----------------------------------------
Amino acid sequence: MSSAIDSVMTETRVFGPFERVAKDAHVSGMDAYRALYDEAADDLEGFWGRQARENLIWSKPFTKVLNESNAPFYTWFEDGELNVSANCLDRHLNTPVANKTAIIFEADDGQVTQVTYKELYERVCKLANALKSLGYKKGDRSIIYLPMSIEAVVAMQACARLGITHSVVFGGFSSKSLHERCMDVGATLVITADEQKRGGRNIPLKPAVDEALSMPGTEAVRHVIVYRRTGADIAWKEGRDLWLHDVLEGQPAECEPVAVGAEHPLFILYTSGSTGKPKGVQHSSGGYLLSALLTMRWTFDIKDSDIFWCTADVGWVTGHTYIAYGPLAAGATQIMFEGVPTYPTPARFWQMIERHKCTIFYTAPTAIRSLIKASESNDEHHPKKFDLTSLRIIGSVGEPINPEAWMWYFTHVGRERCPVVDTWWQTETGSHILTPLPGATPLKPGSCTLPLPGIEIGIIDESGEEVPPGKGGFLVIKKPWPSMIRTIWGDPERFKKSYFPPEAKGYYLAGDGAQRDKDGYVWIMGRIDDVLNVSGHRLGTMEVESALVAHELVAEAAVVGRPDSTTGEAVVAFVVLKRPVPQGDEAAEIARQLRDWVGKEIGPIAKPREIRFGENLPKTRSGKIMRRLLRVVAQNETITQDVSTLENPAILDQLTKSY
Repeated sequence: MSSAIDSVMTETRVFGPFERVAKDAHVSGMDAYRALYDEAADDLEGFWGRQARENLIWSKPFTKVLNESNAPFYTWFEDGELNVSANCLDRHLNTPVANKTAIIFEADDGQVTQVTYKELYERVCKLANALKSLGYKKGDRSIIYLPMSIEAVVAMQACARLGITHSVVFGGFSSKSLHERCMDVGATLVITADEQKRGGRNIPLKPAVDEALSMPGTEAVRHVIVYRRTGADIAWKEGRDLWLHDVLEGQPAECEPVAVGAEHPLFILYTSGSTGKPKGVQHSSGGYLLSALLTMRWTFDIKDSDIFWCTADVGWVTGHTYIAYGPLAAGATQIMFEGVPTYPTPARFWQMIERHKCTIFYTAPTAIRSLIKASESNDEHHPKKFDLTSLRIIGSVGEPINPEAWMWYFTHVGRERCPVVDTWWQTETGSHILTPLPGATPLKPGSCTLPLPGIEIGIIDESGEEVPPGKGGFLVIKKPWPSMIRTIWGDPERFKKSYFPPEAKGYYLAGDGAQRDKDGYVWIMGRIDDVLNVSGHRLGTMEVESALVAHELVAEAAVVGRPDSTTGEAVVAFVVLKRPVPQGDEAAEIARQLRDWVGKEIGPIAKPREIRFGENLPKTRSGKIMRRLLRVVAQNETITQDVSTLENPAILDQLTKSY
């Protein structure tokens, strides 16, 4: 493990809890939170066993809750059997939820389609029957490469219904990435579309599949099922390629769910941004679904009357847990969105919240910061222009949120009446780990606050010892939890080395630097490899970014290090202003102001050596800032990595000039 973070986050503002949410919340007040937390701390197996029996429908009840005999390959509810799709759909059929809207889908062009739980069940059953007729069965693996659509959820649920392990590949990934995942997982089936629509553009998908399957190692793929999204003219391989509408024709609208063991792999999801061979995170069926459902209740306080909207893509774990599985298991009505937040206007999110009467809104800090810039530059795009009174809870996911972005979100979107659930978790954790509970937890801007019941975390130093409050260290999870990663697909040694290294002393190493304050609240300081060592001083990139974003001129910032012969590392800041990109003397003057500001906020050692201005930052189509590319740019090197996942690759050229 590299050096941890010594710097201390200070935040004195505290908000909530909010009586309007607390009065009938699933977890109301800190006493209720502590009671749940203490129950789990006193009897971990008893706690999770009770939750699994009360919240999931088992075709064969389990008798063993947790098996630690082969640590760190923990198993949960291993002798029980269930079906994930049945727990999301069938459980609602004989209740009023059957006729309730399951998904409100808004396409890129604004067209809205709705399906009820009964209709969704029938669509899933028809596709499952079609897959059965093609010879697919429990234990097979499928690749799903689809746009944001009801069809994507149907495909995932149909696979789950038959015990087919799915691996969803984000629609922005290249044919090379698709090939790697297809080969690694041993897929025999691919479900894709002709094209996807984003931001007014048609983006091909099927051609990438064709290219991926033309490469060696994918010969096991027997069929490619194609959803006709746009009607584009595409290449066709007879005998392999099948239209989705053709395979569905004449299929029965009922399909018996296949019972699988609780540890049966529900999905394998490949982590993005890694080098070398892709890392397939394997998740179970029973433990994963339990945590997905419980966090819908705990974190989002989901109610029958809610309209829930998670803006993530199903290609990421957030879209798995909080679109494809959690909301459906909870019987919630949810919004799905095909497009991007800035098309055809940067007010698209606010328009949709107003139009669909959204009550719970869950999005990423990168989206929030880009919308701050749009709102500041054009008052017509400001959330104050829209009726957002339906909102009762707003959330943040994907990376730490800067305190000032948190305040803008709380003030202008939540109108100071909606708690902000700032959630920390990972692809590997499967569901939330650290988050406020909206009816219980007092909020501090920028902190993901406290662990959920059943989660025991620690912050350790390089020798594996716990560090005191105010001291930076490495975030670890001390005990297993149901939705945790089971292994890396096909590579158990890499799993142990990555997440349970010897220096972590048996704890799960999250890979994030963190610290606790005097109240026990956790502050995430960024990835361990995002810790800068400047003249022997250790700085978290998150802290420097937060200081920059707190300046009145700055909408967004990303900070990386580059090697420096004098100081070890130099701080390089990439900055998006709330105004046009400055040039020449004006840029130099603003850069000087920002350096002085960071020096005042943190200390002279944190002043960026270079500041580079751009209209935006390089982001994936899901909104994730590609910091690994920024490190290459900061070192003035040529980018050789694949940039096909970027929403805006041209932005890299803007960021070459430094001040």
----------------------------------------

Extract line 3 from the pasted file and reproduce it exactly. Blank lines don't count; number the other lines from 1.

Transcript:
């Protein structure tokens, strides 16, 4: 493990809890939170066993809750059997939820389609029957490469219904990435579309599949099922390629769910941004679904009357847990969105919240910061222009949120009446780990606050010892939890080395630097490899970014290090202003102001050596800032990595000039 973070986050503002949410919340007040937390701390197996029996429908009840005999390959509810799709759909059929809207889908062009739980069940059953007729069965693996659509959820649920392990590949990934995942997982089936629509553009998908399957190692793929999204003219391989509408024709609208063991792999999801061979995170069926459902209740306080909207893509774990599985298991009505937040206007999110009467809104800090810039530059795009009174809870996911972005979100979107659930978790954790509970937890801007019941975390130093409050260290999870990663697909040694290294002393190493304050609240300081060592001083990139974003001129910032012969590392800041990109003397003057500001906020050692201005930052189509590319740019090197996942690759050229 590299050096941890010594710097201390200070935040004195505290908000909530909010009586309007607390009065009938699933977890109301800190006493209720502590009671749940203490129950789990006193009897971990008893706690999770009770939750699994009360919240999931088992075709064969389990008798063993947790098996630690082969640590760190923990198993949960291993002798029980269930079906994930049945727990999301069938459980609602004989209740009023059957006729309730399951998904409100808004396409890129604004067209809205709705399906009820009964209709969704029938669509899933028809596709499952079609897959059965093609010879697919429990234990097979499928690749799903689809746009944001009801069809994507149907495909995932149909696979789950038959015990087919799915691996969803984000629609922005290249044919090379698709090939790697297809080969690694041993897929025999691919479900894709002709094209996807984003931001007014048609983006091909099927051609990438064709290219991926033309490469060696994918010969096991027997069929490619194609959803006709746009009607584009595409290449066709007879005998392999099948239209989705053709395979569905004449299929029965009922399909018996296949019972699988609780540890049966529900999905394998490949982590993005890694080098070398892709890392397939394997998740179970029973433990994963339990945590997905419980966090819908705990974190989002989901109610029958809610309209829930998670803006993530199903290609990421957030879209798995909080679109494809959690909301459906909870019987919630949810919004799905095909497009991007800035098309055809940067007010698209606010328009949709107003139009669909959204009550719970869950999005990423990168989206929030880009919308701050749009709102500041054009008052017509400001959330104050829209009726957002339906909102009762707003959330943040994907990376730490800067305190000032948190305040803008709380003030202008939540109108100071909606708690902000700032959630920390990972692809590997499967569901939330650290988050406020909206009816219980007092909020501090920028902190993901406290662990959920059943989660025991620690912050350790390089020798594996716990560090005191105010001291930076490495975030670890001390005990297993149901939705945790089971292994890396096909590579158990890499799993142990990555997440349970010897220096972590048996704890799960999250890979994030963190610290606790005097109240026990956790502050995430960024990835361990995002810790800068400047003249022997250790700085978290998150802290420097937060200081920059707190300046009145700055909408967004990303900070990386580059090697420096004098100081070890130099701080390089990439900055998006709330105004046009400055040039020449004006840029130099603003850069000087920002350096002085960071020096005042943190200390002279944190002043960026270079500041580079751009209209935006390089982001994936899901909104994730590609910091690994920024490190290459900061070192003035040529980018050789694949940039096909970027929403805006041209932005890299803007960021070459430094001040």